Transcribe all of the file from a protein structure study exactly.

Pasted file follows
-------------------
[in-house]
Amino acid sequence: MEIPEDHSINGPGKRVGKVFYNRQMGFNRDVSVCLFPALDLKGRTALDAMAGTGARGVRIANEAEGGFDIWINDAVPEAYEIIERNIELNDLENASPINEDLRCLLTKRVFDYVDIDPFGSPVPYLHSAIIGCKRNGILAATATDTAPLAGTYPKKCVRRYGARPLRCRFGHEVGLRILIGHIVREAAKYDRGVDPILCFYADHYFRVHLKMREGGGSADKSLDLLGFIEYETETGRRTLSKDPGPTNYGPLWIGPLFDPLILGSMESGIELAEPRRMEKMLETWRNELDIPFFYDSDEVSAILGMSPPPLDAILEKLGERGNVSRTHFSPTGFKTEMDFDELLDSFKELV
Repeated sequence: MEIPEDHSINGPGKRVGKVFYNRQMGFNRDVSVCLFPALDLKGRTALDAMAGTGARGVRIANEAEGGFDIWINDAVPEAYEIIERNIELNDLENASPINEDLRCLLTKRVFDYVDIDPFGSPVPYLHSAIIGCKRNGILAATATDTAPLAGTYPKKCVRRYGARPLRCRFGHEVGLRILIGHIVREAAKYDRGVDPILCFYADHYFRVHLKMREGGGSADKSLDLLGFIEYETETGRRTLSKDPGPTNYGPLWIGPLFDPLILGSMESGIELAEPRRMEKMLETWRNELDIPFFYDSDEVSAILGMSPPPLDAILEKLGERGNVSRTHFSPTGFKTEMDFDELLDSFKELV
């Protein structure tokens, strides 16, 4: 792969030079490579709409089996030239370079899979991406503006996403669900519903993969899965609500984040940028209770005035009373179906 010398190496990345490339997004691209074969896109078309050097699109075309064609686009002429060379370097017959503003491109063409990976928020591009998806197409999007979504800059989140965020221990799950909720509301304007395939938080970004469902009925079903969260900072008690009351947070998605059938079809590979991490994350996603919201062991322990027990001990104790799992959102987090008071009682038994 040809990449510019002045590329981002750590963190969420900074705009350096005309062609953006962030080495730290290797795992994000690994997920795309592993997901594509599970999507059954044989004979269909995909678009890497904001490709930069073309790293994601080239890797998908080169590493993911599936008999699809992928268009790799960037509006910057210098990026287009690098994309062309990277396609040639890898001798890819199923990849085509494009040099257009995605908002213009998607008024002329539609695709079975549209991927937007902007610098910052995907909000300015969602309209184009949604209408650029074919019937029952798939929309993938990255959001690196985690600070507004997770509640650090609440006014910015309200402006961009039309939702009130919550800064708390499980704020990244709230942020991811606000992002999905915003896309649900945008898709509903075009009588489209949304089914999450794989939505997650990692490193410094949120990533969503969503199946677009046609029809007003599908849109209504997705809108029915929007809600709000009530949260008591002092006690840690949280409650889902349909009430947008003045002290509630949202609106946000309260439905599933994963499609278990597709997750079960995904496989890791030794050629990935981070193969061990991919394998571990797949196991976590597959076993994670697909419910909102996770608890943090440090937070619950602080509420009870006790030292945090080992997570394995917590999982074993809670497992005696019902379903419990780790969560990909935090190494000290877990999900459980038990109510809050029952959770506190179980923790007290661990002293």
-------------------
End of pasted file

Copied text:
[in-house]
Amino acid sequence: MEIPEDHSINGPGKRVGKVFYNRQMGFNRDVSVCLFPALDLKGRTALDAMAGTGARGVRIANEAEGGFDIWINDAVPEAYEIIERNIELNDLENASPINEDLRCLLTKRVFDYVDIDPFGSPVPYLHSAIIGCKRNGILAATATDTAPLAGTYPKKCVRRYGARPLRCRFGHEVGLRILIGHIVREAAKYDRGVDPILCFYADHYFRVHLKMREGGGSADKSLDLLGFIEYETETGRRTLSKDPGPTNYGPLWIGPLFDPLILGSMESGIELAEPRRMEKMLETWRNELDIPFFYDSDEVSAILGMSPPPLDAILEKLGERGNVSRTHFSPTGFKTEMDFDELLDSFKELV
Repeated sequence: MEIPEDHSINGPGKRVGKVFYNRQMGFNRDVSVCLFPALDLKGRTALDAMAGTGARGVRIANEAEGGFDIWINDAVPEAYEIIERNIELNDLENASPINEDLRCLLTKRVFDYVDIDPFGSPVPYLHSAIIGCKRNGILAATATDTAPLAGTYPKKCVRRYGARPLRCRFGHEVGLRILIGHIVREAAKYDRGVDPILCFYADHYFRVHLKMREGGGSADKSLDLLGFIEYETETGRRTLSKDPGPTNYGPLWIGPLFDPLILGSMESGIELAEPRRMEKMLETWRNELDIPFFYDSDEVSAILGMSPPPLDAILEKLGERGNVSRTHFSPTGFKTEMDFDELLDSFKELV
């Protein structure tokens, strides 16, 4: 792969030079490579709409089996030239370079899979991406503006996403669900519903993969899965609500984040940028209770005035009373179906 010398190496990345490339997004691209074969896109078309050097699109075309064609686009002429060379370097017959503003491109063409990976928020591009998806197409999007979504800059989140965020221990799950909720509301304007395939938080970004469902009925079903969260900072008690009351947070998605059938079809590979991490994350996603919201062991322990027990001990104790799992959102987090008071009682038994 040809990449510019002045590329981002750590963190969420900074705009350096005309062609953006962030080495730290290797795992994000690994997920795309592993997901594509599970999507059954044989004979269909995909678009890497904001490709930069073309790293994601080239890797998908080169590493993911599936008999699809992928268009790799960037509006910057210098990026287009690098994309062309990277396609040639890898001798890819199923990849085509494009040099257009995605908002213009998607008024002329539609695709079975549209991927937007902007610098910052995907909000300015969602309209184009949604209408650029074919019937029952798939929309993938990255959001690196985690600070507004997770509640650090609440006014910015309200402006961009039309939702009130919550800064708390499980704020990244709230942020991811606000992002999905915003896309649900945008898709509903075009009588489209949304089914999450794989939505997650990692490193410094949120990533969503969503199946677009046609029809007003599908849109209504997705809108029915929007809600709000009530949260008591002092006690840690949280409650889902349909009430947008003045002290509630949202609106946000309260439905599933994963499609278990597709997750079960995904496989890791030794050629990935981070193969061990991919394998571990797949196991976590597959076993994670697909419910909102996770608890943090440090937070619950602080509420009870006790030292945090080992997570394995917590999982074993809670497992005696019902379903419990780790969560990909935090190494000290877990999900459980038990109510809050029952959770506190179980923790007290661990002293």